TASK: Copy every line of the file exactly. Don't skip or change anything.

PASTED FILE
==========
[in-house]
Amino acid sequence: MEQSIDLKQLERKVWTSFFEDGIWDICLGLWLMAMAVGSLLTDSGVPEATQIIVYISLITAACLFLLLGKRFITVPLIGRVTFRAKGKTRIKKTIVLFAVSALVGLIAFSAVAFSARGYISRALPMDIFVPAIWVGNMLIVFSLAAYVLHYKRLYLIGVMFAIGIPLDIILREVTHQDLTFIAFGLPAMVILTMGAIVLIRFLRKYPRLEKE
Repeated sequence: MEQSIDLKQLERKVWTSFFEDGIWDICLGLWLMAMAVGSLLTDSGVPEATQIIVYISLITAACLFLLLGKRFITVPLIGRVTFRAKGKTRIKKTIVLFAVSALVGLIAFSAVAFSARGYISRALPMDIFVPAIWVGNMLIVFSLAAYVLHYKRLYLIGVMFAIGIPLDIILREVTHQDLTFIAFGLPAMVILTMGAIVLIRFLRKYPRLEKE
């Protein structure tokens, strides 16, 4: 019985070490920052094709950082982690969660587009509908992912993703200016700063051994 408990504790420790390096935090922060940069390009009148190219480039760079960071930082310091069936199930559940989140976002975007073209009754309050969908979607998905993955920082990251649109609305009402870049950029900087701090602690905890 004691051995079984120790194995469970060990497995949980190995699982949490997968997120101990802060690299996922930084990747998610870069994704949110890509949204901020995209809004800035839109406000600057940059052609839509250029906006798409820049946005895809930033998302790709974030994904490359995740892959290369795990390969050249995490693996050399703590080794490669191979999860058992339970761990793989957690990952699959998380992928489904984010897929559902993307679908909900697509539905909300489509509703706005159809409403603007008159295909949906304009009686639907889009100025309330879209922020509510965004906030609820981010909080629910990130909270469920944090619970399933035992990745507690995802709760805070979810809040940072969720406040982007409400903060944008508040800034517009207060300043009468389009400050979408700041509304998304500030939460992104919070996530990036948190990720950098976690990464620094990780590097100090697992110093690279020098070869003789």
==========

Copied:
[in-house]
Amino acid sequence: MEQSIDLKQLERKVWTSFFEDGIWDICLGLWLMAMAVGSLLTDSGVPEATQIIVYISLITAACLFLLLGKRFITVPLIGRVTFRAKGKTRIKKTIVLFAVSALVGLIAFSAVAFSARGYISRALPMDIFVPAIWVGNMLIVFSLAAYVLHYKRLYLIGVMFAIGIPLDIILREVTHQDLTFIAFGLPAMVILTMGAIVLIRFLRKYPRLEKE
Repeated sequence: MEQSIDLKQLERKVWTSFFEDGIWDICLGLWLMAMAVGSLLTDSGVPEATQIIVYISLITAACLFLLLGKRFITVPLIGRVTFRAKGKTRIKKTIVLFAVSALVGLIAFSAVAFSARGYISRALPMDIFVPAIWVGNMLIVFSLAAYVLHYKRLYLIGVMFAIGIPLDIILREVTHQDLTFIAFGLPAMVILTMGAIVLIRFLRKYPRLEKE
């Protein structure tokens, strides 16, 4: 019985070490920052094709950082982690969660587009509908992912993703200016700063051994 408990504790420790390096935090922060940069390009009148190219480039760079960071930082310091069936199930559940989140976002975007073209009754309050969908979607998905993955920082990251649109609305009402870049950029900087701090602690905890 004691051995079984120790194995469970060990497995949980190995699982949490997968997120101990802060690299996922930084990747998610870069994704949110890509949204901020995209809004800035839109406000600057940059052609839509250029906006798409820049946005895809930033998302790709974030994904490359995740892959290369795990390969050249995490693996050399703590080794490669191979999860058992339970761990793989957690990952699959998380992928489904984010897929559902993307679908909900697509539905909300489509509703706005159809409403603007008159295909949906304009009686639907889009100025309330879209922020509510965004906030609820981010909080629910990130909270469920944090619970399933035992990745507690995802709760805070979810809040940072969720406040982007409400903060944008508040800034517009207060300043009468389009400050979408700041509304998304500030939460992104919070996530990036948190990720950098976690990464620094990780590097100090697992110093690279020098070869003789």